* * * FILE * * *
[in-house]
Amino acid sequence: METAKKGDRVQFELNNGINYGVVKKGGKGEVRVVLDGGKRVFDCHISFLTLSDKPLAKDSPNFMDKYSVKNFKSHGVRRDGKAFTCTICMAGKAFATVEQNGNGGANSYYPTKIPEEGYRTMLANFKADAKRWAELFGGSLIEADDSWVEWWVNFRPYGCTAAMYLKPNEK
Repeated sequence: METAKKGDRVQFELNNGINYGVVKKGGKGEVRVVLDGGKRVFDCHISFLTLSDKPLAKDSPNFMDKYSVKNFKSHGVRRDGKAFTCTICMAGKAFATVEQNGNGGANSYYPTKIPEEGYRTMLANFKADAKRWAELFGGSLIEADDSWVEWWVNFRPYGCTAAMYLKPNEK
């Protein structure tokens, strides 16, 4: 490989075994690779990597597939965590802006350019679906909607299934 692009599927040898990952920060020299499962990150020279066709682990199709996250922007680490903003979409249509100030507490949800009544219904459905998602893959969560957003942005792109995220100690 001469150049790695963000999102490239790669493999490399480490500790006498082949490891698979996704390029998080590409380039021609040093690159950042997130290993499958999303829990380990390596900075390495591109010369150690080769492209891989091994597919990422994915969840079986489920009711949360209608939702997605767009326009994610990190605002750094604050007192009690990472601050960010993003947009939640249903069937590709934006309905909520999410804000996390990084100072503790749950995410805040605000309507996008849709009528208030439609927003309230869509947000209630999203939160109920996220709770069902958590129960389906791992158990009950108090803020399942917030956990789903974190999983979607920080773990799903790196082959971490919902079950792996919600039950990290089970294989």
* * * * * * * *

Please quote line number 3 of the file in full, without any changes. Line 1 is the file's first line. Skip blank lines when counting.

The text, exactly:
Repeated sequence: METAKKGDRVQFELNNGINYGVVKKGGKGEVRVVLDGGKRVFDCHISFLTLSDKPLAKDSPNFMDKYSVKNFKSHGVRRDGKAFTCTICMAGKAFATVEQNGNGGANSYYPTKIPEEGYRTMLANFKADAKRWAELFGGSLIEADDSWVEWWVNFRPYGCTAAMYLKPNEK